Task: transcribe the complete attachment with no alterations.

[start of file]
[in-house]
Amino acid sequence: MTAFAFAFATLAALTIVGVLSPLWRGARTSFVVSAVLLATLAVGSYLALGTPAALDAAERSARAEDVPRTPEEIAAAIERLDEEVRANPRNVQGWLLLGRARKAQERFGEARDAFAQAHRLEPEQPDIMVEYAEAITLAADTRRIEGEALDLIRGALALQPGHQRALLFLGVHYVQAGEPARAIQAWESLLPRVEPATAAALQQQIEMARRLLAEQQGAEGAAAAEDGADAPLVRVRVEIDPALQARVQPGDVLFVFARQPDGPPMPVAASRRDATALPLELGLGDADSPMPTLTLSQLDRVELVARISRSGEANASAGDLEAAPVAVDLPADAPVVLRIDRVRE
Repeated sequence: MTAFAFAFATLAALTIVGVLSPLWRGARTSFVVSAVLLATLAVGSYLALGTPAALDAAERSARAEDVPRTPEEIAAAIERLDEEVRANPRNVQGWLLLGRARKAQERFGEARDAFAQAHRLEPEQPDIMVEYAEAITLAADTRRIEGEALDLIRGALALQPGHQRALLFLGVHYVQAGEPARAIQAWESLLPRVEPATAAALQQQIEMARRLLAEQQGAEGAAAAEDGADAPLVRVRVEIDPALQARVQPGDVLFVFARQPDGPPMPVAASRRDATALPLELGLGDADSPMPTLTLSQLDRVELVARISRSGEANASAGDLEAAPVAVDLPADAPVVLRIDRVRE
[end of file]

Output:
[in-house]
Amino acid sequence: MTAFAFAFATLAALTIVGVLSPLWRGARTSFVVSAVLLATLAVGSYLALGTPAALDAAERSARAEDVPRTPEEIAAAIERLDEEVRANPRNVQGWLLLGRARKAQERFGEARDAFAQAHRLEPEQPDIMVEYAEAITLAADTRRIEGEALDLIRGALALQPGHQRALLFLGVHYVQAGEPARAIQAWESLLPRVEPATAAALQQQIEMARRLLAEQQGAEGAAAAEDGADAPLVRVRVEIDPALQARVQPGDVLFVFARQPDGPPMPVAASRRDATALPLELGLGDADSPMPTLTLSQLDRVELVARISRSGEANASAGDLEAAPVAVDLPADAPVVLRIDRVRE
Repeated sequence: MTAFAFAFATLAALTIVGVLSPLWRGARTSFVVSAVLLATLAVGSYLALGTPAALDAAERSARAEDVPRTPEEIAAAIERLDEEVRANPRNVQGWLLLGRARKAQERFGEARDAFAQAHRLEPEQPDIMVEYAEAITLAADTRRIEGEALDLIRGALALQPGHQRALLFLGVHYVQAGEPARAIQAWESLLPRVEPATAAALQQQIEMARRLLAEQQGAEGAAAAEDGADAPLVRVRVEIDPALQARVQPGDVLFVFARQPDGPPMPVAASRRDATALPLELGLGDADSPMPTLTLSQLDRVELVARISRSGEANASAGDLEAAPVAVDLPADAPVVLRIDRVRE